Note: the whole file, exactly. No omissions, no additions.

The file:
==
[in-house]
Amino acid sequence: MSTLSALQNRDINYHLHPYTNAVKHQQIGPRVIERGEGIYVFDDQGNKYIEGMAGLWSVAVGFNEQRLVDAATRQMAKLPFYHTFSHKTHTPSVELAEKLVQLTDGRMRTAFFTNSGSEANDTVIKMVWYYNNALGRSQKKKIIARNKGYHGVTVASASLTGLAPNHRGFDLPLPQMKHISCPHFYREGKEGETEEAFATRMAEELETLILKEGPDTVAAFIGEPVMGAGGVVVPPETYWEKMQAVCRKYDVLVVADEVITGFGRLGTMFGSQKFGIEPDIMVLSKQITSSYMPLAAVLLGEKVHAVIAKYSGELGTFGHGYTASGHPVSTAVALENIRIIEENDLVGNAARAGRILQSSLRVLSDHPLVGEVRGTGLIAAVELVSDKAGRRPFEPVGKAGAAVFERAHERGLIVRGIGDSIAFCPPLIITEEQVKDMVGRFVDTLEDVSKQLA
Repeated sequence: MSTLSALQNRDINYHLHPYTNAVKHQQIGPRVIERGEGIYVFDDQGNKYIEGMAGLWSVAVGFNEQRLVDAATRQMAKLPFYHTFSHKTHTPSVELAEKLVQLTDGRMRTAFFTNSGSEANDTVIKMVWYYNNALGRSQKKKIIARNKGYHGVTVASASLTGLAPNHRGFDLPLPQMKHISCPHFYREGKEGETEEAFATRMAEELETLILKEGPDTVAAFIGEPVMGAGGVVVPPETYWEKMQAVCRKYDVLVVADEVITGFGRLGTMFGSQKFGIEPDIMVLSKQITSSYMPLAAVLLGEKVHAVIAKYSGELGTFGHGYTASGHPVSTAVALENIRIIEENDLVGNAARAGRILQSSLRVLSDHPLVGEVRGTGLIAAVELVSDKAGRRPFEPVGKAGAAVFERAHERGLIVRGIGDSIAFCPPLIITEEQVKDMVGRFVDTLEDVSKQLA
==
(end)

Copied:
[in-house]
Amino acid sequence: MSTLSALQNRDINYHLHPYTNAVKHQQIGPRVIERGEGIYVFDDQGNKYIEGMAGLWSVAVGFNEQRLVDAATRQMAKLPFYHTFSHKTHTPSVELAEKLVQLTDGRMRTAFFTNSGSEANDTVIKMVWYYNNALGRSQKKKIIARNKGYHGVTVASASLTGLAPNHRGFDLPLPQMKHISCPHFYREGKEGETEEAFATRMAEELETLILKEGPDTVAAFIGEPVMGAGGVVVPPETYWEKMQAVCRKYDVLVVADEVITGFGRLGTMFGSQKFGIEPDIMVLSKQITSSYMPLAAVLLGEKVHAVIAKYSGELGTFGHGYTASGHPVSTAVALENIRIIEENDLVGNAARAGRILQSSLRVLSDHPLVGEVRGTGLIAAVELVSDKAGRRPFEPVGKAGAAVFERAHERGLIVRGIGDSIAFCPPLIITEEQVKDMVGRFVDTLEDVSKQLA
Repeated sequence: MSTLSALQNRDINYHLHPYTNAVKHQQIGPRVIERGEGIYVFDDQGNKYIEGMAGLWSVAVGFNEQRLVDAATRQMAKLPFYHTFSHKTHTPSVELAEKLVQLTDGRMRTAFFTNSGSEANDTVIKMVWYYNNALGRSQKKKIIARNKGYHGVTVASASLTGLAPNHRGFDLPLPQMKHISCPHFYREGKEGETEEAFATRMAEELETLILKEGPDTVAAFIGEPVMGAGGVVVPPETYWEKMQAVCRKYDVLVVADEVITGFGRLGTMFGSQKFGIEPDIMVLSKQITSSYMPLAAVLLGEKVHAVIAKYSGELGTFGHGYTASGHPVSTAVALENIRIIEENDLVGNAARAGRILQSSLRVLSDHPLVGEVRGTGLIAAVELVSDKAGRRPFEPVGKAGAAVFERAHERGLIVRGIGDSIAFCPPLIITEEQVKDMVGRFVDTLEDVSKQLA